Oh, wait! Why not just gauge exhibitors with ridiculous terms and let them be accountable? Oops, that’s called four-walling and it is illegal in most y states.

Any distributor who engages in this is irresponsible and detrimental to the industry. It would be the equivalent of driving licensed safe legitimate business out and replacing them with the local thugs.

They will monitor it for abuse, you say? As efficiently as they control piracy around the world today, I am sure.

floridachalet on May 18, 2007 at 2:10 am

Hey this was a good comment, we will then have Home Police to do a NO KNOCK to check and see if you have others that have not paid to see the movie,, GOOD ONE!
They wiil surely LOSE a lot more then what they do today

Al Alvarez
Al Alvarez on May 18, 2007 at 2:34 am

I am moving into a NYC condo with 550 units and a screening room. It is down the street from two multiplexes with 38 screens between them. Once we record the movie, over 1200 residents will be able to see it for a one time $50.00 communal charge.

Excellent idea!

floridachalet on May 18, 2007 at 2:40 am

Wont work, becasue sooner or later they will see how much they are losing (both the stars and the studios)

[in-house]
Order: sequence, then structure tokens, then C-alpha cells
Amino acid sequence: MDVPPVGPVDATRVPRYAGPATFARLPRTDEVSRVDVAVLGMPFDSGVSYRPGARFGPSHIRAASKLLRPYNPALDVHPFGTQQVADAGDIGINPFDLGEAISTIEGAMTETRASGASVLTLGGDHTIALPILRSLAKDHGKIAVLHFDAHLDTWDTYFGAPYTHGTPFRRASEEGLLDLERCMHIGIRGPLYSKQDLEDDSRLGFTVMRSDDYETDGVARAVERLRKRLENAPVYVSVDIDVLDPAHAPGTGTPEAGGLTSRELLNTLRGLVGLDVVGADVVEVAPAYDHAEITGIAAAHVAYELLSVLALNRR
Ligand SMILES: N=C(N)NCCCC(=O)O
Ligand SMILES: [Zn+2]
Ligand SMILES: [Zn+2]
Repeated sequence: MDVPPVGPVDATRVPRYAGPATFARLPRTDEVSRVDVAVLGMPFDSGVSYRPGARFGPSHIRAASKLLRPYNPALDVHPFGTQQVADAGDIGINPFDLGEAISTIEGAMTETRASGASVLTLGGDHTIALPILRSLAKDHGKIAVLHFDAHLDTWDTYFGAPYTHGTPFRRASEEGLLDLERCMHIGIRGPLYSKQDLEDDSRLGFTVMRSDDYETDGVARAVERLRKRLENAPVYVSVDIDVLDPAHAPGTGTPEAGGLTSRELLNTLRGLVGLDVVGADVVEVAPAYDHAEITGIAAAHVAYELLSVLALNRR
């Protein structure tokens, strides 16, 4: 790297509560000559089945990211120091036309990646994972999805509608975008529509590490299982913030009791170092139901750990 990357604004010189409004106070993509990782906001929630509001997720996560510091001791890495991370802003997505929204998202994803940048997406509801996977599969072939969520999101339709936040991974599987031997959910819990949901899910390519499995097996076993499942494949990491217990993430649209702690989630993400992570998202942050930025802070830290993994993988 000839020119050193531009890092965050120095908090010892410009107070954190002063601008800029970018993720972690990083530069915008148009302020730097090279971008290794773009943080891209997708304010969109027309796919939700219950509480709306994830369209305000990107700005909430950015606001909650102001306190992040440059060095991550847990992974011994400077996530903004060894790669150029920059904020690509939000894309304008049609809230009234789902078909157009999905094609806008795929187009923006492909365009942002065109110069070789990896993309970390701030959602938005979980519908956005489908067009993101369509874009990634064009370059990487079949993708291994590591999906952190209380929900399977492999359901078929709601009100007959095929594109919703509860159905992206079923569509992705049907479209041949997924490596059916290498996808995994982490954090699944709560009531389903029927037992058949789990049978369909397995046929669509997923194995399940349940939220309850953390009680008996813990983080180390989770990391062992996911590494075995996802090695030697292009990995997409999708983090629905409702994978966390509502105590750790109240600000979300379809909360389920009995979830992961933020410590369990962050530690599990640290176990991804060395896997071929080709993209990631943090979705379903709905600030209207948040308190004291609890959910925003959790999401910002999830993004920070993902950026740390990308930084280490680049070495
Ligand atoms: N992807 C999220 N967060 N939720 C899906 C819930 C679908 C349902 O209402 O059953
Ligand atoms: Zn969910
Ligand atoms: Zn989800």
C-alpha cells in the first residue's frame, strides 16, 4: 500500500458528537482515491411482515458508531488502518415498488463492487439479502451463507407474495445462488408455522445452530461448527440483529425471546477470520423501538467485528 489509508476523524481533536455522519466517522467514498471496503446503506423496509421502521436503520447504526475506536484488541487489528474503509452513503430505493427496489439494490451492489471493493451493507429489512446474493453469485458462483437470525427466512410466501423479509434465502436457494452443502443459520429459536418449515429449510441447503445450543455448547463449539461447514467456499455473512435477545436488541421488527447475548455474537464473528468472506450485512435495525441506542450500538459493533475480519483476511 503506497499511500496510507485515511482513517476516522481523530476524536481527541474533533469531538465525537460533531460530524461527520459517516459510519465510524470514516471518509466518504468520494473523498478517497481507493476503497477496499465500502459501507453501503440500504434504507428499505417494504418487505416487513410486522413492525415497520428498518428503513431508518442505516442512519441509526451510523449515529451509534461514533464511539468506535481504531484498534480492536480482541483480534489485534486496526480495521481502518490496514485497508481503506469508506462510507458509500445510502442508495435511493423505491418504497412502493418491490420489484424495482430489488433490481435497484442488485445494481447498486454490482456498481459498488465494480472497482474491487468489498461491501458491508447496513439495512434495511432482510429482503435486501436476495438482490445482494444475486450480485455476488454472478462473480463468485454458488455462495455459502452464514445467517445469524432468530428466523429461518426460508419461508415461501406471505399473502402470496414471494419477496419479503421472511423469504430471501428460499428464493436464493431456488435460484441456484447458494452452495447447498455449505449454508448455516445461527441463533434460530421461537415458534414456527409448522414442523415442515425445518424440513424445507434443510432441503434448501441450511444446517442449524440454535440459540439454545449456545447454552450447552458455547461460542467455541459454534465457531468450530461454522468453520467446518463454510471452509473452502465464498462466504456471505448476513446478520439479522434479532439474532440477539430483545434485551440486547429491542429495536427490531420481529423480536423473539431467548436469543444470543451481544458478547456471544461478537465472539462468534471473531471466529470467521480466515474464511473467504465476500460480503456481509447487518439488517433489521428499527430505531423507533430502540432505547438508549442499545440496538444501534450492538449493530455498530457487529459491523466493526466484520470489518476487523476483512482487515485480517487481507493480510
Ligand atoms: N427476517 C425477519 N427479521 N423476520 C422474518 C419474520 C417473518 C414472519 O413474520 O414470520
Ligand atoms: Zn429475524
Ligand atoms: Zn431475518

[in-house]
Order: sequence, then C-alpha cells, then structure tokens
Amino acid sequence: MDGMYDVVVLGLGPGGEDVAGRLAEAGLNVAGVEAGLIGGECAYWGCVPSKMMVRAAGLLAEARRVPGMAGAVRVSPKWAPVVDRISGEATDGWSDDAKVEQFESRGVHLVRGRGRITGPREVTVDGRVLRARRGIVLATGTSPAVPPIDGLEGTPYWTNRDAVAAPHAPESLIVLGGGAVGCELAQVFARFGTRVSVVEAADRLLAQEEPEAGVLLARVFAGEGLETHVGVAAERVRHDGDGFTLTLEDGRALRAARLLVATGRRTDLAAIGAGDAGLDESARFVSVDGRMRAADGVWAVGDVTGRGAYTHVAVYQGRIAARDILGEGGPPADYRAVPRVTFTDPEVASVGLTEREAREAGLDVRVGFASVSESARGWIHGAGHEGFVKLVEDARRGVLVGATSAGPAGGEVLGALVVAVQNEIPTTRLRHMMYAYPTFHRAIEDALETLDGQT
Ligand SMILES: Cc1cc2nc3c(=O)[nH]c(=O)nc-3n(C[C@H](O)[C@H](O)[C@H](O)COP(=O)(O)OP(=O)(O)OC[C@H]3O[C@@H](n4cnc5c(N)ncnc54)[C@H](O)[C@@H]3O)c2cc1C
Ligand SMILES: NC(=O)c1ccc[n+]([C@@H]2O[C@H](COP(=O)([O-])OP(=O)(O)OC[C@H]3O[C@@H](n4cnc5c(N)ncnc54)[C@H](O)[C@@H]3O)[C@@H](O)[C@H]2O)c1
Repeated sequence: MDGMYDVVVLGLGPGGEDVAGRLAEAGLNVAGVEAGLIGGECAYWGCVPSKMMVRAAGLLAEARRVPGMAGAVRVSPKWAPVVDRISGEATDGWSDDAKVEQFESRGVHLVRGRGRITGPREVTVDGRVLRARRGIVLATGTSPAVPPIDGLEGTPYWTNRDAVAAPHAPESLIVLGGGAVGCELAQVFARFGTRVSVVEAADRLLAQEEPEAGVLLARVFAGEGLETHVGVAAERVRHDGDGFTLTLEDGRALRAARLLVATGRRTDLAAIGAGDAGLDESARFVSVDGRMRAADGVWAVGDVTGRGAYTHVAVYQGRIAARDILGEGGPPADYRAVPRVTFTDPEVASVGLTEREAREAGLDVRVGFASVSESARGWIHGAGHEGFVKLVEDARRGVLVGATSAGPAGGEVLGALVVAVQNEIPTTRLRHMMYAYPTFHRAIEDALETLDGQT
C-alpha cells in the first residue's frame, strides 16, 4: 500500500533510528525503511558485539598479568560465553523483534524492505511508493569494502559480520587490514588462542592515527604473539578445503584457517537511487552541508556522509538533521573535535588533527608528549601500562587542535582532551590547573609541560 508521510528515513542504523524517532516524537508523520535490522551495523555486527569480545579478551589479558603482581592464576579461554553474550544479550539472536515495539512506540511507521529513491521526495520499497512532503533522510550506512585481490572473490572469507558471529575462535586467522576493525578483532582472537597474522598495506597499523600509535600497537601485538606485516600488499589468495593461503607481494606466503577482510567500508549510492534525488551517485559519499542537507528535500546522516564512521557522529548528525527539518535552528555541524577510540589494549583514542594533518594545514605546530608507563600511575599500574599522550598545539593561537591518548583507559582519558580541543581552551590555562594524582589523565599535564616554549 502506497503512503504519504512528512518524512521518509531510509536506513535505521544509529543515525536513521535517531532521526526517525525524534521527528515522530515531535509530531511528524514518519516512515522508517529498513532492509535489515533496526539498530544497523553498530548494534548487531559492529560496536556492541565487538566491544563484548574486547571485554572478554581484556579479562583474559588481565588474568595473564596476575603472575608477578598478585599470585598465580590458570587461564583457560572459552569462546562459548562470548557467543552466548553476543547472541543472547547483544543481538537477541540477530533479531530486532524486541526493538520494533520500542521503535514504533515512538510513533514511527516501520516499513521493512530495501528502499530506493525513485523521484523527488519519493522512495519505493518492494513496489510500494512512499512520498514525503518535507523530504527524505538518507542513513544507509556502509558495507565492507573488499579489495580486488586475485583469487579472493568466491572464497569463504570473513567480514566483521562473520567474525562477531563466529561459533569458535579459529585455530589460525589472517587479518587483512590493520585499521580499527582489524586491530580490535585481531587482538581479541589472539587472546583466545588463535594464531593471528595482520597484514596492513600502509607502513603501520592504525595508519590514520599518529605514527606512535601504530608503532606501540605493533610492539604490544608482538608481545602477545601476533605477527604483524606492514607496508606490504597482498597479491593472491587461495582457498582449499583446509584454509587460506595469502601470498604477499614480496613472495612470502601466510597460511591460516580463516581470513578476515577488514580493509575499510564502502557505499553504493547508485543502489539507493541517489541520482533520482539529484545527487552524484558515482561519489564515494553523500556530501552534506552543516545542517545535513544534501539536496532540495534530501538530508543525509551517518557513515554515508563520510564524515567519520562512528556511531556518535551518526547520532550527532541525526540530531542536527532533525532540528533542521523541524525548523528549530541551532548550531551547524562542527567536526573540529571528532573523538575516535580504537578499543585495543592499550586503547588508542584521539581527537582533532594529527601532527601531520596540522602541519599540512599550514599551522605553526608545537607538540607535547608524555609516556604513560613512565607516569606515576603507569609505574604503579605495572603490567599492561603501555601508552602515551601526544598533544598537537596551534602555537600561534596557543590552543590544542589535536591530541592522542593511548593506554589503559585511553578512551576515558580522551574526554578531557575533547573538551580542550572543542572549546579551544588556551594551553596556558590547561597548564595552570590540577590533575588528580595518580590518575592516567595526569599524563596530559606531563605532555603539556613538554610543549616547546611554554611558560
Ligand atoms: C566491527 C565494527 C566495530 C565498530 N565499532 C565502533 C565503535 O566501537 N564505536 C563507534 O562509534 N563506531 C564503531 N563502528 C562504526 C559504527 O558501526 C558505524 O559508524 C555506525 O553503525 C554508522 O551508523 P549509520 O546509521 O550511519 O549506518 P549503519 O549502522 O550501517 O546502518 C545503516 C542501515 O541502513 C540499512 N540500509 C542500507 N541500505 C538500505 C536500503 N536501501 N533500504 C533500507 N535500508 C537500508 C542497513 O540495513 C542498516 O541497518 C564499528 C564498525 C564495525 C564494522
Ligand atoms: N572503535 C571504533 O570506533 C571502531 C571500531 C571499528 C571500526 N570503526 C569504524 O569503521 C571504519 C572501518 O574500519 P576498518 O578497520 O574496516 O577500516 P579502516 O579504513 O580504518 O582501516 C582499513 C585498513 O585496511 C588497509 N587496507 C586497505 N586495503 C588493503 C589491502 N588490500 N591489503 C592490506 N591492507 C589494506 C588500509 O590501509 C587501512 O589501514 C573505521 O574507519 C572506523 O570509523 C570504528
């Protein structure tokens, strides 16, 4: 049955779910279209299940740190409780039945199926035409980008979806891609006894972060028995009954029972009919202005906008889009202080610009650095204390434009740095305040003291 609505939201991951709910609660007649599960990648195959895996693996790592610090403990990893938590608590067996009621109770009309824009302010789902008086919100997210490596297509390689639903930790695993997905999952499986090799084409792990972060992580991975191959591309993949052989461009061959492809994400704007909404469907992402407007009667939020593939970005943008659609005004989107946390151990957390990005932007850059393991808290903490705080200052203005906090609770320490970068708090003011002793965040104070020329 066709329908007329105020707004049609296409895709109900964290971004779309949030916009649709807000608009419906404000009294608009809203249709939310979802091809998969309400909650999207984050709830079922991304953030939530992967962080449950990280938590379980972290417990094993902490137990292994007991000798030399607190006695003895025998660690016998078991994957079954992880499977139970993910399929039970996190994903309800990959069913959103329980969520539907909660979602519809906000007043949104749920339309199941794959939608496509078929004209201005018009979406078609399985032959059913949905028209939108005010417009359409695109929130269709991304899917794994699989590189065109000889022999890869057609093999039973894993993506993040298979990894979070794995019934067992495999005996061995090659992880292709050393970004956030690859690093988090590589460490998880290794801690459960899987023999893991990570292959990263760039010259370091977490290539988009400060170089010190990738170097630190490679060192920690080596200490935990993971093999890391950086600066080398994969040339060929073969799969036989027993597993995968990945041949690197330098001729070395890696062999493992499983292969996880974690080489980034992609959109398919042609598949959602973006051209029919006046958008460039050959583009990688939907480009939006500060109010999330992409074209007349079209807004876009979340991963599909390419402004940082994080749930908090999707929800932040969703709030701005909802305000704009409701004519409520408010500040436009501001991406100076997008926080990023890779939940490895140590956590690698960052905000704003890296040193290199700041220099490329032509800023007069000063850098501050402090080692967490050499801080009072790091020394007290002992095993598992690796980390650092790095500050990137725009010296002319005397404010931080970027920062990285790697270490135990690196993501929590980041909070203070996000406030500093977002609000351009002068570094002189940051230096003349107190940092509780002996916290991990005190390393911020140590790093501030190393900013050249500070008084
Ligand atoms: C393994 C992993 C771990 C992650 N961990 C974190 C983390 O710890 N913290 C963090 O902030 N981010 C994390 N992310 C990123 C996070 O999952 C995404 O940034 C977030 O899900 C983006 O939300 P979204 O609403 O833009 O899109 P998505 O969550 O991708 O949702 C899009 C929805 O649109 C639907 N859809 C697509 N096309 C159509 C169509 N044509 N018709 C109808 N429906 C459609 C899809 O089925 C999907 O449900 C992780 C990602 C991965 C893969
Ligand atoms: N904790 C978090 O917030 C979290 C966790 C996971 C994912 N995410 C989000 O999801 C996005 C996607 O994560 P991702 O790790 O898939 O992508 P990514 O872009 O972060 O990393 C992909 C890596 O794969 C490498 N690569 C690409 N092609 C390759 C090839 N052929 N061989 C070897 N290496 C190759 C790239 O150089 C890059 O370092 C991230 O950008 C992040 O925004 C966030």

greg6363 on May 18, 2007 at 4:11 am

No matter how you slice it, the home entertainment market is theatrically driven. Just walk into one of the major video stores (Blockbuster, Movie Gallery, Hollywood Video, etc.) and watch how many people pick up a copy of a movie that has been given a theatrical release as opposed to a movie that was produced directly for a video/DVD release (and don’t count any direct-to-video sequels based on hit movies like American Pie, Dukes of Hazzard, Disney cartoons, etc.). The supply chain window for film distribution cannot and will not be tampered with by the major media giants. Their future cash flows depend on it.

Vito on May 18, 2007 at 4:23 am

Regal and National Amusements have already warned they will not play any films distributed in this manner, with more theatre owners expected to stand together and refuse to show the films.
I also believe that should such a thing happen in any shape or form, the novelty would soon wear off and people would soon miss the movie going experience in a theatre. I think any studio going along with this policy will soon regret it.
Piracy would flurish.
In my 50+ years in this buisness I have seen many threats to our movie theatres. Uncle Miltie, Pay TV, and DVDs,have all threatened the theatres, but we will survive because people need to get out of the house and nothing beats seeing a movie in a theatre.

alex35mm on May 20, 2007 at 3:17 pm

I wonder if this has anything to do with Comcast acquiring Fandango.

From professional experience working in the field and as a customer Comcast really enjoys messing up or just washing out anything they get their hands on. This will not end well.

alex35mm on May 20, 2007 at 3:17 pm

I wonder if this has anything to do with Comcast acquiring Fandango.

From professional experience working in the field and as a customer Comcast really enjoys messing up or just washing out anything they get their hands on. This will not end well.